Bloomberg Businessweek-Europe Edition August 30, 2021

Each issue of Businessweek features in-depth perspectives on the financial markets, industries, trends, technology and people guiding the economy. Draw upon Businessweek's timely incisive analysis to help you make better decisions about your career, your business, and your personal investments.

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2 min
in brief

Worldwide, coronavirus cases have topped 214 million, 4.5 million have died, and more than 5b vaccine doses have been given. With 1,000 people dying daily in the U.S., the highest level since March, more companies—from Delta to Disney—are requiring or pressuring employees to get the shot. Pfizer and BioNTech’s Covid-19 vaccine became the first in the U.S. to be granted full regulatory approval. The shot is already a blockbuster for Pfizer, which said in July that it expects it to bring in $33.5 billion in revenue this year, placing it among the biggest-selling drugs of all time. London’s public Changing of the Guard resumed on Aug. 23 after an 18-month pandemic hiatus. The parade of soldiers in tunics and towering bearskin hats was suspended to prevent large crowds from gathering outside Buckingham Palace. “I…

3 min
ignore the doomsayers: u.s. crypto tax provision makes perfect sense

The infrastructure plan wending its way now through the U.S. Congress leaves a lot to be desired. But one of its most bitterly opposed provisions shouldn’t be controversial: a measure aimed at stamping out tax evasion in the burgeoning world of cryptocurrencies. For most investors in many kinds of financial assets, calculating tax is relatively straightforward. Taxable gains are summarized on a 1099 form that brokers give their clients every year. The IRS also gets a copy so it can verify returns. With crypto investments, 1099s are rare. The tax rules were written before such digital assets existed, and traditional brokers often aren’t even involved. Trading occurs through a panoply of venues, including Coinbase, Kraken, and other exchanges; providers of electronic “wallets”; and automated protocols in the nether realm of decentralized finance.…

1 min
drawing blood

OPEC+ meets on Sept. 1 to consider output quotas. Oil prices have dropped as the resurgent coronavirus curbs demand and fears grow over the Fed’s tapering plans. Meituan reports earnings on Aug. 30. Like other Chinese internet companies, the food delivery giant has come under pressure from Beijing’s corporate crackdown. The Eastern Economic Forum takes place in Vladivostok, Russia, on Sept. 2-4. The gathering explores trends in cross-border trade, energy markets, and climate change. A court ruling in the Apple and Epic Games fight should come down the first week of September. At stake: a shake-up of the App Store that could increase outside competition. The Bruegel Annual Meeting on Sept. 1-3 brings together analysts, academics, and economists in Brussels and online to discuss economic, health, and monetary policy. The 47th edition of the Ambrosetti…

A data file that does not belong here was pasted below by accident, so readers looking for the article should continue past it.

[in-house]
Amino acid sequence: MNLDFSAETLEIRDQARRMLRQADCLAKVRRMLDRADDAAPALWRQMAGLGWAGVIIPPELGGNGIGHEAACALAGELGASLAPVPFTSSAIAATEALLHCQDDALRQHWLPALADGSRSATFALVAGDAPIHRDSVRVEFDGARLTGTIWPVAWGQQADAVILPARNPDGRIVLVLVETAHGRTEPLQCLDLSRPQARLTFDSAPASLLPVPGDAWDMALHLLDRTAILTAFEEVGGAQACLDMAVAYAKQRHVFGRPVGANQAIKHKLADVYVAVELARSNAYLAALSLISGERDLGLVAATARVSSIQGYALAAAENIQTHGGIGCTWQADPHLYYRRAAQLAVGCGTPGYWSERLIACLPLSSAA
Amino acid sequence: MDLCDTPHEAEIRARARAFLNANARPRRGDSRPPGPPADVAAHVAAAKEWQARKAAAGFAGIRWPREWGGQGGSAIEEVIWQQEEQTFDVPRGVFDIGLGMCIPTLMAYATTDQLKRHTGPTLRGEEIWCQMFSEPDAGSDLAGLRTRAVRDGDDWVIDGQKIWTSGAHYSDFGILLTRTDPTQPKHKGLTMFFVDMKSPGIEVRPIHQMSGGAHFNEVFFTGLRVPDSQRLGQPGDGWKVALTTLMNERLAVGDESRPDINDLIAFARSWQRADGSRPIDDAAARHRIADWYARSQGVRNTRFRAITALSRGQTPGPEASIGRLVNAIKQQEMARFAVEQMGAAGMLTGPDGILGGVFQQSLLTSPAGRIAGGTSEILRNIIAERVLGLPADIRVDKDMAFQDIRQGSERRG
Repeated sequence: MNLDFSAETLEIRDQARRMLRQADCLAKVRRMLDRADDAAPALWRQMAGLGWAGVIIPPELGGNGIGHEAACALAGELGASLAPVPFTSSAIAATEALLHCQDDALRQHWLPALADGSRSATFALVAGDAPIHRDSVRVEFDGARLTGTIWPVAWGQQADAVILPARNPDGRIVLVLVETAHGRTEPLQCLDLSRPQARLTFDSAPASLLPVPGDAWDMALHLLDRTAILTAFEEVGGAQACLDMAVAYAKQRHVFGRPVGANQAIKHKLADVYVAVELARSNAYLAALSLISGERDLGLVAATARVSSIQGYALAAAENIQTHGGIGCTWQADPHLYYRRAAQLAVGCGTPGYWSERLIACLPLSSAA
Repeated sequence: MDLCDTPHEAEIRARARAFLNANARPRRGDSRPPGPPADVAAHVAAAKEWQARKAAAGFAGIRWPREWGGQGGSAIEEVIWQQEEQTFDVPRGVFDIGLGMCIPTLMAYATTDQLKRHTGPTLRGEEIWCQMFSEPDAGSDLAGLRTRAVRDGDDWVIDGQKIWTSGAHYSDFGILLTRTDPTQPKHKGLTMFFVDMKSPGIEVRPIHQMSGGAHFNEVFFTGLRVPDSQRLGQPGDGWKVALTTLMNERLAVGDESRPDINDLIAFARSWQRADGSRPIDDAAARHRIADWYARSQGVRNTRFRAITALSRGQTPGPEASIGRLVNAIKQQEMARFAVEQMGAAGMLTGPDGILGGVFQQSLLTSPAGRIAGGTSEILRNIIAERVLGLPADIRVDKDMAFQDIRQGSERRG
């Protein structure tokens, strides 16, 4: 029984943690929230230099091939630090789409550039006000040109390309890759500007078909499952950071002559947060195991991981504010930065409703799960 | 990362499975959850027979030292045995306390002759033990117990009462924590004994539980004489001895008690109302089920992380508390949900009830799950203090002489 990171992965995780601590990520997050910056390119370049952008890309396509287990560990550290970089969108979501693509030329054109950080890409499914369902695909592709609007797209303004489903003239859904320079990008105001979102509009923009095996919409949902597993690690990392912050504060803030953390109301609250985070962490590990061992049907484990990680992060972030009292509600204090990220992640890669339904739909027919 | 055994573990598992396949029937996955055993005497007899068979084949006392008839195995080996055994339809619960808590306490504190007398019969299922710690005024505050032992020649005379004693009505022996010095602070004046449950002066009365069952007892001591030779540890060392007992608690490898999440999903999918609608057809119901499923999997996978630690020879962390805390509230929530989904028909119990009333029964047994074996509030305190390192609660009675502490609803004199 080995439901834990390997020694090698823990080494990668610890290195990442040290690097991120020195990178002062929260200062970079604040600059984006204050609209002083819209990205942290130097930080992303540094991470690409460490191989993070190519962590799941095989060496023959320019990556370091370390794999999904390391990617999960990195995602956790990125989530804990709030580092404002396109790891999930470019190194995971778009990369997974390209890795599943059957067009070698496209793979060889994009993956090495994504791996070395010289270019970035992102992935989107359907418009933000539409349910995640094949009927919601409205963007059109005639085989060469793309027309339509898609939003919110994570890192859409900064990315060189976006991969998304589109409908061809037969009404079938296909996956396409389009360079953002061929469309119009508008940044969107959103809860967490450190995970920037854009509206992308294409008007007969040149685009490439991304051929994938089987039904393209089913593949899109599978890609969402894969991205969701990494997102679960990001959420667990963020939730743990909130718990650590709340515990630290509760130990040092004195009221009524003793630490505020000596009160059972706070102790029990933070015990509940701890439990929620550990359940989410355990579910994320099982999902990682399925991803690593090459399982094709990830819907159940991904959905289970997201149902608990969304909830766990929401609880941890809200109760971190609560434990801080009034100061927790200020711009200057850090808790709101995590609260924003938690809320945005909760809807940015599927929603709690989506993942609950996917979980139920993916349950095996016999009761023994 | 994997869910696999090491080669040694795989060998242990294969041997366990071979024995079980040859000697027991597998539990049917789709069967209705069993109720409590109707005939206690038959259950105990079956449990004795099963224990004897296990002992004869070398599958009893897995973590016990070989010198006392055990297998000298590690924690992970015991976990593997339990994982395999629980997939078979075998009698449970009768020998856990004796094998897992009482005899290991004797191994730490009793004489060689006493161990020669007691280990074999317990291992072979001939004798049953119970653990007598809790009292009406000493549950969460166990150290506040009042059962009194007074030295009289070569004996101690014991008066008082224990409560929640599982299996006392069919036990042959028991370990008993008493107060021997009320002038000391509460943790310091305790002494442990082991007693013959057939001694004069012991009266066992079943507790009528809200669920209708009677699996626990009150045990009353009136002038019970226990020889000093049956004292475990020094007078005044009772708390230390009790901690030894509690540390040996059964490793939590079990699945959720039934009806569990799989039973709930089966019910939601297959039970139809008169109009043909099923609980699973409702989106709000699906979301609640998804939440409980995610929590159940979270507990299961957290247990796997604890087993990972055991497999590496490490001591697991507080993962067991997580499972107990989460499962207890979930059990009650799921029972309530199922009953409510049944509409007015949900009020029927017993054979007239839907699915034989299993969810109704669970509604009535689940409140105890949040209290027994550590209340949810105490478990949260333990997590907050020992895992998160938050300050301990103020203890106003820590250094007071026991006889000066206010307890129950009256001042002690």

6 min
september is here. normal isn’t

When President Joe Biden signed a $1.9 trillion U.S. stimulus package in March, dissolving most of the emergency pandemic safety net come September seemed to make sense. Vaccinations were rising rapidly, and schools were preparing to resume in-person learning in the fall, removing two main hurdles keeping people—especially parents—out of the workforce. All spring long, that month was heralded as a symbolic turning point for the U.S. economy. With schools set to reopen, companies solidified September return-to-office dates. Virus fears were abating, with the country in May on track to have 75% of the population vaccinated in September. The shortage of workers—brought on by a mismatch between the robust snapback in consumer demand and the number of Americans willing and able to work—was expected to “fade in the coming months and…

6 min
the ticking time bomb still on the road

Not quite a decade ago, the potential for defective Takata Corp. air bags to explode in a crash erupted into the global auto industry’s most complex and far-reaching safety crisis in history. Roughly 100 million of them were recalled worldwide. But Ruy Drisaldi, a 42-year-old originally from Buenos Aires, Argentina, never learned of the risks until last December, when the air bag in his wife’s used Honda CR-V exploded after another car backed into hers near their home in the southeastern Mexican city of Merida, killing her. Neither Drisaldi nor his wife, Janett Perez, an American citizen, had received a single warning about the recall, he says. “Someone needs to be held responsible,” he says. “You buy a car with air bags and assume you’re protected. I now realize all the…

8 min
the unlikely asset class

The crowd was amped. Some 1,800 strong, they had traveled from across the country amid a raging coronavirus flare-up to assemble in a hotel ballroom in Nashville. The man they were cheering as he took the stage wasn’t a rock star, a preacher, or a politician. It was Spencer Patton, a bespectacled 35-year-old former hedge fund manager in a polo shirt and khakis. Patton has carved out a niche doling out advice to entrepreneurs looking to make it big as contractors for FedEx Ground, the package-delivery service that’s been booming amid a surge in online shopping during the pandemic. “This is like buying Apple at $1 a share—that’s what we’re doing here,” Patton told rapt attendees packed into the presidential chamber at the Gaylord Hotel. “We’re at the tip of the…